Posted: March 24, 2016 | Tags: The Washington Post
Photo by Jeff Watts
Participating in The Washington Post Investigative Practicum was one of the many opportunities that led me to attend the American University graduate program in journalism. The experience has been more than I expected, as the faculty and Post staff worked to develop a position unique to my interest in religion.
As a religion reporting intern for Acts of Faith, I have been able to talk to Morgan Freeman about God and contribute to the coverage of Pope Francis’ changes to Catholic rituals. This experience has let me work alongside religion reporters I’ve followed since I first began studying religion as an undergrad at Macalester College.
Although my academic knowledge of religion and interest in contemporary issues of religion in society has been an asset to reporting, it has also been a hinderance at times. Translating academic information and writing to journalistic style is not super easy. My editors have been helpful in showing me how to modify leads to be more conversational and condense my elaborative academic writing to pithy paragraphs.
Thanks to this experience at The Washington Post, my writing abilities have expanded. Also, I have a new understanding of religion reporting that will assist me in my future pursuits as an aspiring academic-journalist examining media representations of religion.
Religious-studies scholars often wish the news would offer more nuance or educational information about religion because it is often misunderstood. What I’ve learned from the other side, though, is it’s not as simple as writing a story about an important issue or topic. Journalists have to consider the news cycle, find a news peg so a story is timely, and produce content that will engage readers. Of course, journalists aim to inform society, and education is part of that mission. However, news has to be relatable, making it difficult to write a piece purely aimed at examining the nuances of a topic.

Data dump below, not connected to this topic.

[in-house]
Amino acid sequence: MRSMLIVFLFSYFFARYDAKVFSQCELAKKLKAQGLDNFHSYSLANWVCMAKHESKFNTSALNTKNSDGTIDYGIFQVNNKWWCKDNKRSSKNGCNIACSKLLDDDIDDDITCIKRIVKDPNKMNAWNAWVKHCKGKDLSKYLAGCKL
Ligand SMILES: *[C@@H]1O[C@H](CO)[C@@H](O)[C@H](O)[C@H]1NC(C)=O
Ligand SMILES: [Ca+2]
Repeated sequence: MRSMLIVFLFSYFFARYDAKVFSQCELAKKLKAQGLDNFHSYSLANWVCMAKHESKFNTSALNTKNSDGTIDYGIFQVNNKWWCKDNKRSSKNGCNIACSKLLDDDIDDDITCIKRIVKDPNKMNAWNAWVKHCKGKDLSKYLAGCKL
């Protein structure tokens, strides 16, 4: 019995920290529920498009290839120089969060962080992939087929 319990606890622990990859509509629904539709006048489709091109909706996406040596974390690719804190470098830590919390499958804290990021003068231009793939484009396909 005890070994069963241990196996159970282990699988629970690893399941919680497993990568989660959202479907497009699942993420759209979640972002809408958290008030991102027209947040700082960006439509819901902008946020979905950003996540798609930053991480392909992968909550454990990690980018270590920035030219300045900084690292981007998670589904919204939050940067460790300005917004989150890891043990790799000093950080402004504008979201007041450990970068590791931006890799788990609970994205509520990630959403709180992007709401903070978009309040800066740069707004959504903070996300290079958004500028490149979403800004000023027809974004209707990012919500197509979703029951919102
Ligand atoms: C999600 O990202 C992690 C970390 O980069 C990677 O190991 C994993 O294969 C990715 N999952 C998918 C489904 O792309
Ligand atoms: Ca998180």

The solution? More cooperation and collaboration between journalists and scholars of religion. Each community has resources to contribute to the common goal of informing the public about religion’s role in society — nationally and internationally. The specifics of this relationship are still foggy to me, and it is an issue I intend to explore as I continue my academic and professional development.
Read Ashley's work for The Washington Post on Pope Francis' ritual changes and reaction to using contraception in fighting against the Zika virus.